Abkhazia’s international status is far from settled. With only three countries other than Russia considering it independent from Georgia and no chance of any EU member-state or other major international recognition in the near term, the conflict is unresolved and could again destabilise the southern Caucasus. As many as 212,000 ethnic Georgians remain forcibly displaced, and whereas some ethnic Georgians have in the past been able to return to the Gali district, Abkhazian officials most recently stated that no returns to other parts of the entity will be authorised. Questions also linger as to how solid a long-term asymmetrical relationship between Russia and Abkhazia might be. Some, especially ethnic Abkhaz, who number less than 100,000 in the entity, are wary of becoming overly reliant on Moscow economically, politically, and culturally, or essentially being assimilated.

The chances for meaningful progress between Tbilisi and Sukhumi were slim even before the 2008 war and have been further eroded. Tbilisi sees the conflict as a matter of Moscow occupying and annexing its territory, while the Abkhazian authorities see Russia as a guarantor of security. Diplomatic relations between Moscow and Tbilisi have been cut. The bitterness between the two governments is deeply personalised and emotional. Beyond occasional discussions in Geneva called for by the ceasefire agreements, there is no real process or forum for Russia, Georgia and representatives from Abkhazia and South Ossetia to find solutions to even day-to-day issues.

The Georgian authorities should show their constructiveness by not trying to isolate Abkhazia, even though Moscow’s flouting of the ceasefire agreements makes this a bitter pill to swallow. It remains uncertain, given their military and economic dependence on Moscow, how much room for independent manoeuvre the de facto authorities in Sukhumi have to deal with Georgia. The long-awaited “State Strategy on the Occupied Territories: Engagement through Cooperation” unveiled by Tbilisi in January 2010 partly reflects new thinking. Though the initial reaction from Abkhazia has been dismissive, the plan contains some concepts that, if followed through, could start the two sides on a more promising course.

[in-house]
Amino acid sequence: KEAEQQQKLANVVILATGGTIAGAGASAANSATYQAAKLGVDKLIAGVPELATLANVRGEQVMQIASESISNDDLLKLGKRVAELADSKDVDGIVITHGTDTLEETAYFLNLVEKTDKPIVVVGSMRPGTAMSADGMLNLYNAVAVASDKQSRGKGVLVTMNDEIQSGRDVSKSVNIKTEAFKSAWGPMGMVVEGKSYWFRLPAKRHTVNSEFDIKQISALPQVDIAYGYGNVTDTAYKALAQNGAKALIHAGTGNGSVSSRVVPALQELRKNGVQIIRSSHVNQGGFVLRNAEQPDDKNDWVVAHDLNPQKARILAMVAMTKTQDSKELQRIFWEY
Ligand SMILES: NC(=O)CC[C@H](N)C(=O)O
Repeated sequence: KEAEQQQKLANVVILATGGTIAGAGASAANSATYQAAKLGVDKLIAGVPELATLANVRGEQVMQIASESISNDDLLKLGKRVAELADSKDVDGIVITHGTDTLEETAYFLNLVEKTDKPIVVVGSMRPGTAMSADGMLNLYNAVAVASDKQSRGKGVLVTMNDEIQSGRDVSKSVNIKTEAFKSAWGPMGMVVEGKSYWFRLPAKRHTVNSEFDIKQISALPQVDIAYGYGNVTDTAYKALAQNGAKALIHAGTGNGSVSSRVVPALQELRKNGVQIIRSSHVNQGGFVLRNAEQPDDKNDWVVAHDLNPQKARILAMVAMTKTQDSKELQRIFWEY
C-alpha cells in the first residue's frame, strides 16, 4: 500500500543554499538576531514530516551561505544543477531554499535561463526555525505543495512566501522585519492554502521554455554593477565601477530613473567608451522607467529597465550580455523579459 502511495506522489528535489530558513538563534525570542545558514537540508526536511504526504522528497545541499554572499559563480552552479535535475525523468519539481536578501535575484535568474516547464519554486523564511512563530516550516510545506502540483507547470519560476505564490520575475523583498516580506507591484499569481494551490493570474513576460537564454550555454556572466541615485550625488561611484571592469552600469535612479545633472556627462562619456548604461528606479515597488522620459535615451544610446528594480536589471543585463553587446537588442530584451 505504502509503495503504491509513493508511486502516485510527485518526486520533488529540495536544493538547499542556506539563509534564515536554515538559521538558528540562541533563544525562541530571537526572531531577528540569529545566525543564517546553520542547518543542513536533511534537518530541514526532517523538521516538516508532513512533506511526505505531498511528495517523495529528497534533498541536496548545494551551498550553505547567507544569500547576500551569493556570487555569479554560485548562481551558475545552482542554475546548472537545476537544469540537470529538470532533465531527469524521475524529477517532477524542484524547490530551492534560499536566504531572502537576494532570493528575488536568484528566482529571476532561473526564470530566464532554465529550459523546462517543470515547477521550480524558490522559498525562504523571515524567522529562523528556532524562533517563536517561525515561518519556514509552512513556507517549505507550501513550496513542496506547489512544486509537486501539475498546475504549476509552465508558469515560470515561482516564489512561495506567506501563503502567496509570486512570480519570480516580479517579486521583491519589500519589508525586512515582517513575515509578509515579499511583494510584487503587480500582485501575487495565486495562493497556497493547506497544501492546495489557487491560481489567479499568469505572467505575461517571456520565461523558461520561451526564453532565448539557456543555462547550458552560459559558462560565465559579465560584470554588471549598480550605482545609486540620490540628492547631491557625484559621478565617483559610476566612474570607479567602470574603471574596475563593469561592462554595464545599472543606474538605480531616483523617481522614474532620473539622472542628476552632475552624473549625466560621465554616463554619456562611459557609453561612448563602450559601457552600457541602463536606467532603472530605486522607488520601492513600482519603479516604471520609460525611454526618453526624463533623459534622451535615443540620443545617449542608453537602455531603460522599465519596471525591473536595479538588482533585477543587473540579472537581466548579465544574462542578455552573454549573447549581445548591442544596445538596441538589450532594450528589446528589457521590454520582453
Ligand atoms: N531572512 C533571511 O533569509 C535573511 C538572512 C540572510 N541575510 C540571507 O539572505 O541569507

This report gives a snapshot of the state of affairs in Abkhazia today, particularly the extent of Russian involvement. Future reporting will deal more extensively with opportunities for finding common ground, as well as present more detailed analysis of refugee and IDP and other issues.

Sukhumi/Tbilisi/Istanbul/Brussels, 26 February 2010

Briefing 58 / Europe & Central Asia

Georgia: Securing a Stable Future

Georgia has maintained political and economic stability despite the shock of the 2008 war with Russia, but the government needs to use the two years before the next elections to create public trust in democratic institutions by engaging in meaningful dialogue with the opposition over further reforms.

Overview